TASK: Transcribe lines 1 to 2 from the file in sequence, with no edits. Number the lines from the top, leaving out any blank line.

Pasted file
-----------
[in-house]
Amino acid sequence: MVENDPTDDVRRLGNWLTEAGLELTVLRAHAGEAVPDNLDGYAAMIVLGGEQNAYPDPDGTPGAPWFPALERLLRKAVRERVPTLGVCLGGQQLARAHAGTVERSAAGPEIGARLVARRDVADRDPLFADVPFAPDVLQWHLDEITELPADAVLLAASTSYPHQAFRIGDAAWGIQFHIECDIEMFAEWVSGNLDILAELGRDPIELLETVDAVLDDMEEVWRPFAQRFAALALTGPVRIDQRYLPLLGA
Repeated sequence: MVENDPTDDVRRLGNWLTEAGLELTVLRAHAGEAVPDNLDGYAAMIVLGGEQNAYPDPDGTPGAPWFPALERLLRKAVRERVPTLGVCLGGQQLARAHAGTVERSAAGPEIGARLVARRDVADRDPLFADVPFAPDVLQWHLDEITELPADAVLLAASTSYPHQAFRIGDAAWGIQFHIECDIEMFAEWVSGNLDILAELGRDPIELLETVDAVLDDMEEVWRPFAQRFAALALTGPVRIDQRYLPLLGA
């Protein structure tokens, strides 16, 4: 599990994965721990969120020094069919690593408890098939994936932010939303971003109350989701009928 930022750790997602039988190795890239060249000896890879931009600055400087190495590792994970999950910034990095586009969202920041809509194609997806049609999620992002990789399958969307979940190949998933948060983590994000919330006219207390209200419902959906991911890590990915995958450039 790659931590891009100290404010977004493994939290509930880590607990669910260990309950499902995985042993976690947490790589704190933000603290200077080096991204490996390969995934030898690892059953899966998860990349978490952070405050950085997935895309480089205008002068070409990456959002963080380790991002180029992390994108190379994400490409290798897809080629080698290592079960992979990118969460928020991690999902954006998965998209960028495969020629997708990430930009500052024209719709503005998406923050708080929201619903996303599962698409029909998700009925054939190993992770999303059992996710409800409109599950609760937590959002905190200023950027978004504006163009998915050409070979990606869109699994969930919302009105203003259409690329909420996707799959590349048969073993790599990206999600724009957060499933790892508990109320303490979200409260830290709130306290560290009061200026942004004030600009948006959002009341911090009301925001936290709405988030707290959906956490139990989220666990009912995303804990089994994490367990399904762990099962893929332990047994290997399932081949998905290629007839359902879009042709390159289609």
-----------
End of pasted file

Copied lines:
[in-house]
Amino acid sequence: MVENDPTDDVRRLGNWLTEAGLELTVLRAHAGEAVPDNLDGYAAMIVLGGEQNAYPDPDGTPGAPWFPALERLLRKAVRERVPTLGVCLGGQQLARAHAGTVERSAAGPEIGARLVARRDVADRDPLFADVPFAPDVLQWHLDEITELPADAVLLAASTSYPHQAFRIGDAAWGIQFHIECDIEMFAEWVSGNLDILAELGRDPIELLETVDAVLDDMEEVWRPFAQRFAALALTGPVRIDQRYLPLLGA